Song of the Summer King (Book Review)

So I recently picked up a new book.  The book was “Song of the Summer King” by Jess Owen (Kara).  I had seen signs of the book floating around in various fantasy communities online and noticed two things about it immediately.


Pic borrowed from

One, it was about gryphons. Two, it was self-published, and beautiful.

Now any of you who know me, know I love gryphons.  I was also intrigued by Jess’ method for publishing, namely by using the online fundraising community Kickstarter.

But I wont lie, the main attraction was the gryphons.

Now, gryphons are interesting creatures.  Like dragons, they have no true shape, no definite form.  They are creatures of fantasy, and thus, completely at the whim and fancy of those who write (or paint) them.

My gryphons have always been very “Lackey-ish” in style, typically being very similar to those of author Mercedes Lackey.  As she was my first introduction into gryphons, she had a rather large influence.  However, the gryphons of my head were also heavily influenced by artist Jennifer Miller, and by the natural world around me.

While both feline and raptorial, I find that my gryphons tend to reflect more of their avian side than feline.  They hiss, but so can birds.  They’re not good runners, built more for flying or aerial hunting.  My gryphons are also relatively large, able to carry humans while flying, and possess a human intelligence and innate talent for magic.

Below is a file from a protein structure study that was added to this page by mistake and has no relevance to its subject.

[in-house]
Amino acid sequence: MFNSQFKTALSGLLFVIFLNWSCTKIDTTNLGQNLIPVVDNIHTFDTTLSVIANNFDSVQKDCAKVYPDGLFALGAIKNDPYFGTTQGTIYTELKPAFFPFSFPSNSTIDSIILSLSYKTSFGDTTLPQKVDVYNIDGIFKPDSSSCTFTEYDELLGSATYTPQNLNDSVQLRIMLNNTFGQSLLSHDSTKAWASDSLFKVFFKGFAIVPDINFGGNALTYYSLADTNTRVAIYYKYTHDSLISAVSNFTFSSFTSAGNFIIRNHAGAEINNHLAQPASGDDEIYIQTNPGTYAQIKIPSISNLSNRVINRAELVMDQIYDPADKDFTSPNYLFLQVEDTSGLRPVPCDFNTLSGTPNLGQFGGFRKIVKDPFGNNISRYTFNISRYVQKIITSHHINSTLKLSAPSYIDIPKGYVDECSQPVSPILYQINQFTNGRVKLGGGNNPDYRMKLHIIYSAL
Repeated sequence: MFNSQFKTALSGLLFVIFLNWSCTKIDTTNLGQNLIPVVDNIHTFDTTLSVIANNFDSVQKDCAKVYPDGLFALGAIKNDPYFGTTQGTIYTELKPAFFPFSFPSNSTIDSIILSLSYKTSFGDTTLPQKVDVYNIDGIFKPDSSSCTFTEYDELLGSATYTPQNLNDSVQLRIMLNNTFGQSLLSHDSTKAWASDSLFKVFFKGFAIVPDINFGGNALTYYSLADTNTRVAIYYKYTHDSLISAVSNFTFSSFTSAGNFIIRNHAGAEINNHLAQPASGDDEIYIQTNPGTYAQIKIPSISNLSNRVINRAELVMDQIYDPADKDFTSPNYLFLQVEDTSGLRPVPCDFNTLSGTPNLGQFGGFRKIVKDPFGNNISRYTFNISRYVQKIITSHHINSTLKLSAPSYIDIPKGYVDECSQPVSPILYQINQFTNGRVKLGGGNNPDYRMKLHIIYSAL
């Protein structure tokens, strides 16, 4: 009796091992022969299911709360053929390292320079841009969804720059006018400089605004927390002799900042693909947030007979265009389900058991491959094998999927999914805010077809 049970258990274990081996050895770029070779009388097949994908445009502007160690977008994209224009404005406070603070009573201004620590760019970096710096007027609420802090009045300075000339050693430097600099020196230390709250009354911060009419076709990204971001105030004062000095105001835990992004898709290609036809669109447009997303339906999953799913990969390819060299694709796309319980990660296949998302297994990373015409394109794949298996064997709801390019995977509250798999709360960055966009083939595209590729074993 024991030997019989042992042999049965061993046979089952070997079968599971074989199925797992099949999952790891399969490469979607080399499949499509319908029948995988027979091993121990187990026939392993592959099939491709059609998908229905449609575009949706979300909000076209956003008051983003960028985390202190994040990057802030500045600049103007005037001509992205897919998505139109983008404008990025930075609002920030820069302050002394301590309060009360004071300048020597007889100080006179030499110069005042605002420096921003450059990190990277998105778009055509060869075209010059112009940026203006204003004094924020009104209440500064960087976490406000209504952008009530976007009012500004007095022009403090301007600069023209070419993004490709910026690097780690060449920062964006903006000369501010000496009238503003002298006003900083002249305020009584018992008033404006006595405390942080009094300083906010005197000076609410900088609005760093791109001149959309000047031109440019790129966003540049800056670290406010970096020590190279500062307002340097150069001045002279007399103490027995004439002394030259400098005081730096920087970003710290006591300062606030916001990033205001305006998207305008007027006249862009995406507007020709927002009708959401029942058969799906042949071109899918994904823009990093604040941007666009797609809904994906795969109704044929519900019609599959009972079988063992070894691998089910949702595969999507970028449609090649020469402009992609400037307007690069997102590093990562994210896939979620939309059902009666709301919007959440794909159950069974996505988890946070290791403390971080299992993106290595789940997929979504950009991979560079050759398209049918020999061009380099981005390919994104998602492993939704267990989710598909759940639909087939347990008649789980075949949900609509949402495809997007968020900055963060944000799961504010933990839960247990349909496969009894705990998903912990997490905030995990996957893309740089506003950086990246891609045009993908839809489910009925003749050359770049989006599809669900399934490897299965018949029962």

Despite being fantasy creatures, gryphons must be bound to some form of reality, or they quickly become too unbelievable.  Being an animal behaviorist I find I tend to tie in very natural behaviors, or those which I believe a gryphon would have. 

However, just because I tend to write my gryphons one way, does not mean that I don’t appreciate different tastes.

Jess’ gryphons (or gryfons) are quite believable.  They have a unique culture and livelihood in her fantasy world, but one that innately makes sense to the reader.  They seem to have the perfect blend of both avian and feline qualities, something that makes them unique and yet, expected.

However, the gryphons cannot be too animalistic in their actions, or the audience would have a hard time relating to the characters. This is where animal fantasy steps in, and one learns to write non-human characters in a somewhat humanistic fashion.

I had the chance to ask Jess about her gryphons and behaviors, and she responded thusly:

I knew the gryphons had to be more like us than like animals, and so they have powers of reason, a sense of honor, and I knew they had to live in families. More chances for interesting dynamic. So I chose lion pride over solitary eagle type living situations. They also give live birth, since their hindquarters are mammalian, though I think a lot of people still picture them laying eggs. I sit and visualize quite strongly in order to figure out how they would move, hunt, show affection and communicate. I hope to achieve a nice blend of human traits that we can identify with (snuggling, ear-cuffing, meaningful looks) and things that are equivalent (they shrug their wings for indifference ) while also being respectful to the real animals. I love to honor the creatures, but I hope for the books to come across more as epic fireside stories than manuals on gryfon behavior, so a lot of that kind of thing stays in the background, without complicated explanation.